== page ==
While the macro-design has 5 floors arranged in period sequence (going from Baroque to classical to Belle Epoch to Art deco and, finally, contemporary), the 119 rooms and 23 suites constitute single historical moments – each individually cohesive, and each with veritable heirlooms and appropriate artifacts.
Montserrat Caballé Suite (the singer regularly frequented this room) unfurls its turquoise moiré silk in hand-woven curtains and music box-like walls. Guarded by 2 gold plated statues, a Louis XVI bed flirts with a Louis XV period painting while 2 bedside lamps in Sévres porcelain echo the floral motif in the tapestry-covered chairs. Though the periwinkle blue damask hanging from these walls has lulled the likes of President Chirac, Phil Collins, Alain Delon, Gérard Depardieu, Mick Jagger, Elton John, and Gina Lollobrigida among others, it was only Michael Jackson – the prince of pop who, here, dressed up as a pauper to evade the media – that returned a sense of histrionics to this operatic suite.
Of course, history is replete with iconic romance as much as it is with idiosyncratic vanity. In the Imperial Suite – decorated according to the given themes in Empress Josephine's bedroom – a vigorous Richard Burton once spent hours taming his eternal Cleopatra and shrew, Elizabeth Taylor. With mahogany wood bed, sculpted swans and sideboards filled with rare and delicate bronzes, it's not hard to understand why other romantics like Frank Sinatra, Marcello Mastroianni and Yves Montand also chose to live between these four gold-threaded walls.
Marc Chagall, another former guest, once commented, "I adore the theater and I am a painter. I think the two are made for a marriage of love". Undoubtedly, Negresco has chosen to be the site of just such a wedding. With voiturers and doormen dressed like the staff in 18th century elite bourgeois households – complete with red plumed postilion hat – the Negresco is has a theatrical history. As a painting of Louis Armstrong shares space with a Versaille's settee, it's not difficult to understand how guests like Walt Disney (familiar with imaginative asides) and guests like Queen Elizabeth the II (quite used to authenticity) were equally impressed.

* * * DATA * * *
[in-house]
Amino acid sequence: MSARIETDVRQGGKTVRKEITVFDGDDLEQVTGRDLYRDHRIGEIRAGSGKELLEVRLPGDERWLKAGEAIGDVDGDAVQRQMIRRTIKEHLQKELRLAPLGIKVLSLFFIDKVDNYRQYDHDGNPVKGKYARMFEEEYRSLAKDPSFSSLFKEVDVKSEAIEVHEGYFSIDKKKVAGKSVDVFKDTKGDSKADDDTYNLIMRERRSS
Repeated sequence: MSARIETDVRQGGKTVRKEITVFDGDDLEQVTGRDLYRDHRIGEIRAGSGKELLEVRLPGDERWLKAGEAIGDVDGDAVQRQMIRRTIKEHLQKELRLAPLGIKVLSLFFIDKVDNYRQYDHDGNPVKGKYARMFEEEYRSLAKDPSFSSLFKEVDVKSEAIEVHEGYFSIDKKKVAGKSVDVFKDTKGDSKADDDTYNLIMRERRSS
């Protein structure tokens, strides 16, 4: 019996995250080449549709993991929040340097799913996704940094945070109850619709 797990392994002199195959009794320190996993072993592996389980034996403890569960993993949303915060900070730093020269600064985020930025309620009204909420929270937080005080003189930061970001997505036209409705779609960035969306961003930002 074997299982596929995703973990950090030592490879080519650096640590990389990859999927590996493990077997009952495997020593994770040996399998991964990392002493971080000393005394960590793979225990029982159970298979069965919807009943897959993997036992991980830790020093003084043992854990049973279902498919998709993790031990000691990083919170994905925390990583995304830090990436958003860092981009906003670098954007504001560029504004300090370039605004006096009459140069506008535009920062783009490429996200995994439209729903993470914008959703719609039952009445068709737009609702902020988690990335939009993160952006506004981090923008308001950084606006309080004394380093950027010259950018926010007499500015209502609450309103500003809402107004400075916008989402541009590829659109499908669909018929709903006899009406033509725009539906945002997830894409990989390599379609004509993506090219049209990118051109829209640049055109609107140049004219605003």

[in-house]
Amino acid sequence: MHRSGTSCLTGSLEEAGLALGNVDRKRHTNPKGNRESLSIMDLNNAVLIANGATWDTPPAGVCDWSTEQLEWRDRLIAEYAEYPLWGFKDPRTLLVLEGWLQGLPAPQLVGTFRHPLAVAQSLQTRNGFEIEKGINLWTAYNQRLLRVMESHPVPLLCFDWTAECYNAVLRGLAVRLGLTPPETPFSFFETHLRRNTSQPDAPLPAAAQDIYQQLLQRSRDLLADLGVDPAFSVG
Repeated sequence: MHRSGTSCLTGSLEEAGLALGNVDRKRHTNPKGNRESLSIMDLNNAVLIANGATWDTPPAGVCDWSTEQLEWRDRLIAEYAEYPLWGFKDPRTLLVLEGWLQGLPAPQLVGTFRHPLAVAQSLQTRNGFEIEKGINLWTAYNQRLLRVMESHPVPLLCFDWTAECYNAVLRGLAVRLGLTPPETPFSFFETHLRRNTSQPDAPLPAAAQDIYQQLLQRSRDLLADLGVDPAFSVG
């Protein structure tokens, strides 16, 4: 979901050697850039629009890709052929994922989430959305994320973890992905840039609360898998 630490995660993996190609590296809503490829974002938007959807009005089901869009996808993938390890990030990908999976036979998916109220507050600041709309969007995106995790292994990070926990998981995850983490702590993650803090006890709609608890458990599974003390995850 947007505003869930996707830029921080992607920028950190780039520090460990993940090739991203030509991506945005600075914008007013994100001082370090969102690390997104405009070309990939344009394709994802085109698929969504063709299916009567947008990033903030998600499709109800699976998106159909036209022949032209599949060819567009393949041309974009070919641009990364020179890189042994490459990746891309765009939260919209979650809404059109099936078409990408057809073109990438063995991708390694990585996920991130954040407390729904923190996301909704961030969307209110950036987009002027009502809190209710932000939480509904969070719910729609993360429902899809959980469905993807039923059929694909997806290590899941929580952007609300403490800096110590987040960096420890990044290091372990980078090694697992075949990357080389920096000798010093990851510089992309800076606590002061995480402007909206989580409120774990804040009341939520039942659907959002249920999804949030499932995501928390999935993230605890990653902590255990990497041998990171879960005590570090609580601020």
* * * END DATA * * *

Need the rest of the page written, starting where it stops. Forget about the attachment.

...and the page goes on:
Reclining in a plush velvet chair amidst the rich walnut wood panels of the Palace bar (a majestic space whose whose many original tapestries date back to Napoleon I) it's not difficult to imagine how this was the site where Prince of Monaco wove a wall's-worth of tales for his young bride, Grace Kelly. As for whether it was Chaplin, Dali, or a member of the Beatles to have been most amused by La Rotande – a banquet hall built to look like an 18th century merry-go-round… such matters are best left to those who continue to enjoy their complementary breakfasts within this festive milieu.
Historically, Negresco has been referred to as anything from a living museum to an upscale theme-park cum palace for the aristocracy. But, with guests like Truman, Churchill, Marlene Dietrich, Hitchcock, the ones defining the hotel eventually succumb to being part of the definition. Like the art works, the many celebrities, rulers, and artists to have shared in Negresco's legacy, become a permanent part of this timeless capsule, the ever-reinvented and reinventing components of the Belle Epoch landscape.
Between the principality of Monaco and the film city of Cannes, between the Carolingians and the recent Hollywood monarchs, between the half-moon of Nice's seashore and the Provencal mountains that hover beyond, Negresco sits – eternal sovereign of the Mediterranean sun; not a Sun King per se, but an energetic and warm ruler whose empire embraces a history of art, whose crown encompasses the larger promenade of Western creativity under a roof of its own making.